Paracrine modulation of androgen synthesis in rat Leydig cells by nitric oxide

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Article (peer-reviewed)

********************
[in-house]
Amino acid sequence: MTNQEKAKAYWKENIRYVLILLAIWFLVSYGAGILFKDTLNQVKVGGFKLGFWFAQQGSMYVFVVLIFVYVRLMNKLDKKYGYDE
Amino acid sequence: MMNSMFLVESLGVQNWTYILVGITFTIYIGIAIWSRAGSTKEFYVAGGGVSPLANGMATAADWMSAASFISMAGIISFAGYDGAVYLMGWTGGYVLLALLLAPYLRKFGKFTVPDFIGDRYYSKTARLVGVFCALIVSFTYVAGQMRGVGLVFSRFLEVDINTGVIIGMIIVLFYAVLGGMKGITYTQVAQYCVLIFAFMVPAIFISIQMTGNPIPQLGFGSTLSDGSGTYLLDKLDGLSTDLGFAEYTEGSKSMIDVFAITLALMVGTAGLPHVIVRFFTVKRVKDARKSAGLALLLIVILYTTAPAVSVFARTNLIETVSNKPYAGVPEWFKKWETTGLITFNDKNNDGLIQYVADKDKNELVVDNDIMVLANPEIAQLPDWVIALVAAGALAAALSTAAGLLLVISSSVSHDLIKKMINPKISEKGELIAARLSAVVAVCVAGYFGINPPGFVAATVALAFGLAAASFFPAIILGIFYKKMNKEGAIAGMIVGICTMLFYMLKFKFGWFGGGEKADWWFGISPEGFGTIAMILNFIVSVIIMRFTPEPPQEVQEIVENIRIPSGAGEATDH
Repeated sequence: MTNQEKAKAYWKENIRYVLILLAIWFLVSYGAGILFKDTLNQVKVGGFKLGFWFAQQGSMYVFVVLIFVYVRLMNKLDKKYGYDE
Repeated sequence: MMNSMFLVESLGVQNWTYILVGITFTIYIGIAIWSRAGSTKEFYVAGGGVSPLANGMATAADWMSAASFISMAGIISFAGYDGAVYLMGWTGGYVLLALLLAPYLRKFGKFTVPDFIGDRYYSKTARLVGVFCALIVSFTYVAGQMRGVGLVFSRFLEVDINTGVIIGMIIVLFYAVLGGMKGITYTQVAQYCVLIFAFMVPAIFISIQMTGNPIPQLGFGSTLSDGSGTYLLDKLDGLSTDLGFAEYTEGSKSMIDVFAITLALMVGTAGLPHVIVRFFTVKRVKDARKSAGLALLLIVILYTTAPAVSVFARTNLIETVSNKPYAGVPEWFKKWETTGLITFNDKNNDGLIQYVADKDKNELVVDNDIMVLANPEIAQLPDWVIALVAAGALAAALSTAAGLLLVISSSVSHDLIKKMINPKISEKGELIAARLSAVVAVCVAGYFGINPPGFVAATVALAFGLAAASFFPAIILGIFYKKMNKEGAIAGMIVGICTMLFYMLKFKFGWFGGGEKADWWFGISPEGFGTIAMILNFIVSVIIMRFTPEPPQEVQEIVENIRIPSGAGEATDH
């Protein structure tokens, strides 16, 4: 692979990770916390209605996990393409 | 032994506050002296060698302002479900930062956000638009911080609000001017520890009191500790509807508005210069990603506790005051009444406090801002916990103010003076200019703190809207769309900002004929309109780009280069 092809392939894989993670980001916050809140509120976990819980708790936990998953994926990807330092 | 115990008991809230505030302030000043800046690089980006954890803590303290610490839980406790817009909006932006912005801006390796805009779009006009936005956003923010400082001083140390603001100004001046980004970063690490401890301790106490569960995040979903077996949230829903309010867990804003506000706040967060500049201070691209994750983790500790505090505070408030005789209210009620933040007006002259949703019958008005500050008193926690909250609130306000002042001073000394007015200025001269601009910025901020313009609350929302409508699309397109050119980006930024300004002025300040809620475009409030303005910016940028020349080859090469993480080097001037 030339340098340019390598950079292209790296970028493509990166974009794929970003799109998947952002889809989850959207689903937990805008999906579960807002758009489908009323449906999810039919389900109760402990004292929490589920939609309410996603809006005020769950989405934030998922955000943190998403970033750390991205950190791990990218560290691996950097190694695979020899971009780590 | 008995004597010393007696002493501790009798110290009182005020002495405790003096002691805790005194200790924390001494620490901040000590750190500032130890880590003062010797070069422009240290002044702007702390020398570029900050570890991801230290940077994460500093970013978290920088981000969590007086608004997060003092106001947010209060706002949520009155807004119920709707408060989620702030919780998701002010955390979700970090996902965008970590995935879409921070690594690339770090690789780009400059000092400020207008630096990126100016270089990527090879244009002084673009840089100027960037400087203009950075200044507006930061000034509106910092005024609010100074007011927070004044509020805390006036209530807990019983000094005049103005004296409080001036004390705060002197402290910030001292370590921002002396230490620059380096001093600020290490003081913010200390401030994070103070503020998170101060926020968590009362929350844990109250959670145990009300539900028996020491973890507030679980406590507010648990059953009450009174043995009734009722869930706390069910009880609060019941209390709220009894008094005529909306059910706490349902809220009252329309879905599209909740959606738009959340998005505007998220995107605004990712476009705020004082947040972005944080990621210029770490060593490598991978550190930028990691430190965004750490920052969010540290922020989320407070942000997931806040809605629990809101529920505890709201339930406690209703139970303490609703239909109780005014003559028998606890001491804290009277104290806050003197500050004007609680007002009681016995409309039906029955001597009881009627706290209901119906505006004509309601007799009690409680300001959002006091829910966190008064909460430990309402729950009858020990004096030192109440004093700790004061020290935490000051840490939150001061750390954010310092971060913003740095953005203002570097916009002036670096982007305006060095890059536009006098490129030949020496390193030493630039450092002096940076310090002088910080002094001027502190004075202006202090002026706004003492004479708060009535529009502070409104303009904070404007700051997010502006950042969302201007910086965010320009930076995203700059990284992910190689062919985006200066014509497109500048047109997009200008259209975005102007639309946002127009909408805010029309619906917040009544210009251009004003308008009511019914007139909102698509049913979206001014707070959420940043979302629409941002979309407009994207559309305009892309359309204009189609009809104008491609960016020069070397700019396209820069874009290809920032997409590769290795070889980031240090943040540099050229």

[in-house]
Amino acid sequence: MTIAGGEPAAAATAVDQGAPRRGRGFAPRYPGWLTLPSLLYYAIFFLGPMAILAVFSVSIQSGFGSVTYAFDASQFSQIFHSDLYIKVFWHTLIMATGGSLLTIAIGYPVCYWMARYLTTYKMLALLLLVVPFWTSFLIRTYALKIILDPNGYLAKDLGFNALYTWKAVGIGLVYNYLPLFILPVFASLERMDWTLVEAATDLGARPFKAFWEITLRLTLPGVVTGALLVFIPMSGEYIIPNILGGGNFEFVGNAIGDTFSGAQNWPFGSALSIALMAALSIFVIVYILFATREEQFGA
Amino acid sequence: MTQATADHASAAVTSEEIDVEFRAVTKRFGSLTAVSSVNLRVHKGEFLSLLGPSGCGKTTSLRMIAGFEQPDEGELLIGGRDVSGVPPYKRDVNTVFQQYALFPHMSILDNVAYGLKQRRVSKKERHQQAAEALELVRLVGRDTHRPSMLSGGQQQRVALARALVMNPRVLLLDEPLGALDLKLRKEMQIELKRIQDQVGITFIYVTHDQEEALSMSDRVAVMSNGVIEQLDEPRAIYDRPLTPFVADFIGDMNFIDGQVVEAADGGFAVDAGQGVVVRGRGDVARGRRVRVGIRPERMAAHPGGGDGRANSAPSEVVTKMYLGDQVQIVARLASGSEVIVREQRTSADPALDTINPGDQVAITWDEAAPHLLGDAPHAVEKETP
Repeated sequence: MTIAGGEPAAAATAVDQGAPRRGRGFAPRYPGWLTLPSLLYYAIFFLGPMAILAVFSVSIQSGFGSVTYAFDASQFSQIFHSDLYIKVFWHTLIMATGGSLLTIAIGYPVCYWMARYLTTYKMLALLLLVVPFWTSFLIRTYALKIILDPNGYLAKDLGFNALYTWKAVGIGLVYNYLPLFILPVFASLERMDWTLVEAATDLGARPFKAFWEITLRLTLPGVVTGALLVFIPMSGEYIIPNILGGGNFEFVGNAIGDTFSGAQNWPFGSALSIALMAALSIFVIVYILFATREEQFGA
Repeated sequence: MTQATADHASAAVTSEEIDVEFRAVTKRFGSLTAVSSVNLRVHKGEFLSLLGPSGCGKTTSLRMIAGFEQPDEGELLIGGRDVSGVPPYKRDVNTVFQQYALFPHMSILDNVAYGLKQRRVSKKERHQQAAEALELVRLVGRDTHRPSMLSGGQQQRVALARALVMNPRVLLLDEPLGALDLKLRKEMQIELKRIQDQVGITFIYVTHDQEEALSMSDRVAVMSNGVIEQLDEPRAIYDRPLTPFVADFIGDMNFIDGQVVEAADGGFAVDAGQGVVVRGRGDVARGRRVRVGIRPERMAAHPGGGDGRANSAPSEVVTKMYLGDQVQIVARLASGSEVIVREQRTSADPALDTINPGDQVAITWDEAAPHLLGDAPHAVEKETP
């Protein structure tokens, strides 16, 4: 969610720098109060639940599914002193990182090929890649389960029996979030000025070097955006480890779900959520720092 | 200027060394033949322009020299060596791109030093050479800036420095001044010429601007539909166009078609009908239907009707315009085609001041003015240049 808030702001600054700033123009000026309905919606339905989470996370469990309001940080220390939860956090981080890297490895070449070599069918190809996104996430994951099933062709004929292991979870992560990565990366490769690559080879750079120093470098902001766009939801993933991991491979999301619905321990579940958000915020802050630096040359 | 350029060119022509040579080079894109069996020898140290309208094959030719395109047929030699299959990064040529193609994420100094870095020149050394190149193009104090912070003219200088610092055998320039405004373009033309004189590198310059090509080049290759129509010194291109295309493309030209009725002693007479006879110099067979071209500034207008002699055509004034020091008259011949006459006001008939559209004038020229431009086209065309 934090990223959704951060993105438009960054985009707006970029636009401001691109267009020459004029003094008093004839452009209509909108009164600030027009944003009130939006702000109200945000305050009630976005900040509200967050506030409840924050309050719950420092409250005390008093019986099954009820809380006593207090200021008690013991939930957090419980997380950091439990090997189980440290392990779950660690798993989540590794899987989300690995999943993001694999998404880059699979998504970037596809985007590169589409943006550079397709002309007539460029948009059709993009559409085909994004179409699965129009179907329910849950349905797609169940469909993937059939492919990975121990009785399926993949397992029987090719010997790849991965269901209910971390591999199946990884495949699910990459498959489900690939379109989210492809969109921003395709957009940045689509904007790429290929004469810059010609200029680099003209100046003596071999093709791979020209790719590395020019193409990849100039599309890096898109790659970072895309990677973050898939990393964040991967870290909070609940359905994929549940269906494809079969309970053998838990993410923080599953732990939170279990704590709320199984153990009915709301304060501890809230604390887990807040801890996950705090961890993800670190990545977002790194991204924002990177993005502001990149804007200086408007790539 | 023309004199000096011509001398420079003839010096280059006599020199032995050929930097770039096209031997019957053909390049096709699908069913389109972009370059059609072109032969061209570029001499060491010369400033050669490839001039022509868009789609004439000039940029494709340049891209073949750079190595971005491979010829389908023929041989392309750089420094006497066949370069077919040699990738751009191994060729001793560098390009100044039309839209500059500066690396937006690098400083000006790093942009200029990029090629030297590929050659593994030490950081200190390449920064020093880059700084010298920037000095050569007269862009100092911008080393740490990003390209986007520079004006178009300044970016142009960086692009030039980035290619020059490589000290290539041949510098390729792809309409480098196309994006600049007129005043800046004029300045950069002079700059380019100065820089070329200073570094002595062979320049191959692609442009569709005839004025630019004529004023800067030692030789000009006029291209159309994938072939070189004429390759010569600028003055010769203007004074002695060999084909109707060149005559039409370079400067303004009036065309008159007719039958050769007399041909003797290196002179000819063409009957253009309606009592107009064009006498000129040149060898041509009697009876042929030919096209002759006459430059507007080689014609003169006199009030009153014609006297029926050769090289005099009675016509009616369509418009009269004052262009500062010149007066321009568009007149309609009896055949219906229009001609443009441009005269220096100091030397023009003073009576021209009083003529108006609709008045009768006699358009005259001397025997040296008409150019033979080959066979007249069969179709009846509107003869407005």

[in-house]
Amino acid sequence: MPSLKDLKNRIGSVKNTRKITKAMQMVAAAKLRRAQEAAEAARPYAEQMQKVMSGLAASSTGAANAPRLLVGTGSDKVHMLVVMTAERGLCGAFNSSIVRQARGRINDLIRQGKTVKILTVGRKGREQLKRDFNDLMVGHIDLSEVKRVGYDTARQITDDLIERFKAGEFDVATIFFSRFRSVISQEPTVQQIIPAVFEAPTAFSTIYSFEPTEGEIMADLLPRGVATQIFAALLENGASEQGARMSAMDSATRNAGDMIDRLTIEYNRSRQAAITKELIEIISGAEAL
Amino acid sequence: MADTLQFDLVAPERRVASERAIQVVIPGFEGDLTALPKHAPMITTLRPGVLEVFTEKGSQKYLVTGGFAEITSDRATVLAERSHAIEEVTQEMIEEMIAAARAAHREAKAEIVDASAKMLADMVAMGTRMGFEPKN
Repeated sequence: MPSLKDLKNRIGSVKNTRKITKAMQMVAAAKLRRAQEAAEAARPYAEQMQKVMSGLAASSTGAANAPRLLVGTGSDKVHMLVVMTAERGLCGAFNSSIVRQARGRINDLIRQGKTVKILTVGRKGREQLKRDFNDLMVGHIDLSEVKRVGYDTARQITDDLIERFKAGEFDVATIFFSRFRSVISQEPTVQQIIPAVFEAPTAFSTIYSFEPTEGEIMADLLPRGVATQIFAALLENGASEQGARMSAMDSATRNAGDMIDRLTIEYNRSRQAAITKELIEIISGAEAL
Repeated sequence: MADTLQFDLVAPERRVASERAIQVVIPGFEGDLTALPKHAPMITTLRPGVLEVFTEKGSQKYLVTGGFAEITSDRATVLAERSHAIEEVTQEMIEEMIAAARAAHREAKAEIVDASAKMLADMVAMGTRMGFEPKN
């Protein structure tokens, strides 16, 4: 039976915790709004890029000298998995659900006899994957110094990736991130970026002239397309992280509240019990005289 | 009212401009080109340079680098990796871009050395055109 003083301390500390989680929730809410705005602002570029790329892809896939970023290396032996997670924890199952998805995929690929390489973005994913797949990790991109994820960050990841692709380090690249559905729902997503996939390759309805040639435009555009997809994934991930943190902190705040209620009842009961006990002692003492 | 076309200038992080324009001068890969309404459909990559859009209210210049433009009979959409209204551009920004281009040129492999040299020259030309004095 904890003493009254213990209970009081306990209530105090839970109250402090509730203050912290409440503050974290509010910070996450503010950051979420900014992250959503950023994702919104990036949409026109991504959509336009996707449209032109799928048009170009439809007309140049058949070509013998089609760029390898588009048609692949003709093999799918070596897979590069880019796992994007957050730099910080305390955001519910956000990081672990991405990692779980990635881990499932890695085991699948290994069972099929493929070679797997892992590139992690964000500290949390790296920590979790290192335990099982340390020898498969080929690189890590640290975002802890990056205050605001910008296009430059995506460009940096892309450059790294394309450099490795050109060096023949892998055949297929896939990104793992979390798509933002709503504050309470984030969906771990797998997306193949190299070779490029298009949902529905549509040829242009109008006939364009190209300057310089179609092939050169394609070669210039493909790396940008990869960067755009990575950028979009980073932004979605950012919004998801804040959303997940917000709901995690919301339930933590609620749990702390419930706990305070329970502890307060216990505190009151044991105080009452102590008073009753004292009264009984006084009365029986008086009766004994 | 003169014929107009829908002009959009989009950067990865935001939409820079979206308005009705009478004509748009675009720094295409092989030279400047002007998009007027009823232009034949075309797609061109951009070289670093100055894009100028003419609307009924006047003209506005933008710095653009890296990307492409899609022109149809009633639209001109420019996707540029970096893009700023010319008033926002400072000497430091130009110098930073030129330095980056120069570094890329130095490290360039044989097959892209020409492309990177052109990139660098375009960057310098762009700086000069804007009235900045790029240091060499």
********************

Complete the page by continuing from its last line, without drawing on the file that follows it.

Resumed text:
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The free radical nitric oxide (NO), generated through the oxidation of L-arginine to L-citrulline by NO syntheses (NOSs), has been shown to inhibit steroidogenic pathways. NOS isoforms are known to be present in rat and human testes. Our study examined the sensitivity of Leydig cells to NO and determined whether NOS activity resides in Leydig cells or in another cell type such as the testicular macrophage. The results showed a low level of L-[ 14C]arginine conversion in purified rat Leydig cell homogenates. Administration of the NOS inhibitor L-NG-nitro-arginine methyl ester (L-NAME), or the calcium chelator ethylenebis (oxyethylenenitrilo)tetraacetic acid (EGTA), had no effect on L-[14C]citrulline accumulation. Increased intracellular Ca2+ concentrations that were induced by a calcium ionophore, or the addition of luteinizing hormone (LH), failed to affect NO formation in intact cells that were cultured in vitro. Introduction of a high concentration of the NO precursor L-arginine did not decrease testosterone (T) production, and NOS inhibitors did not increase T biosynthesis. However, exposing Leydig cells to low concentrations of the NO donor S-nitrosoglutathione (GSNO) induced a dramatic blockade of T production under basal and LH-stimulated conditions. DNA array assays showed a low level of expression of endothelial NOS (eNOS), while the neuronal and inducible isoforms of NOS (nNOS and iNOS) were below detection levels. Reverse transcriptase-polymerase chain reaction (RT-PCR) analyses confirmed these findings and demonstrated the presence of high iNOS messenger RNA (mRNA) levels in activated testicular macrophages that produced large amounts of NO. These data suggest that, while T production in rat Leydig cells is highly sensitive to NO and an endogenous NO-generating system is not present in these cells, NOS activity is more likely to reside in activated testicular macrophages.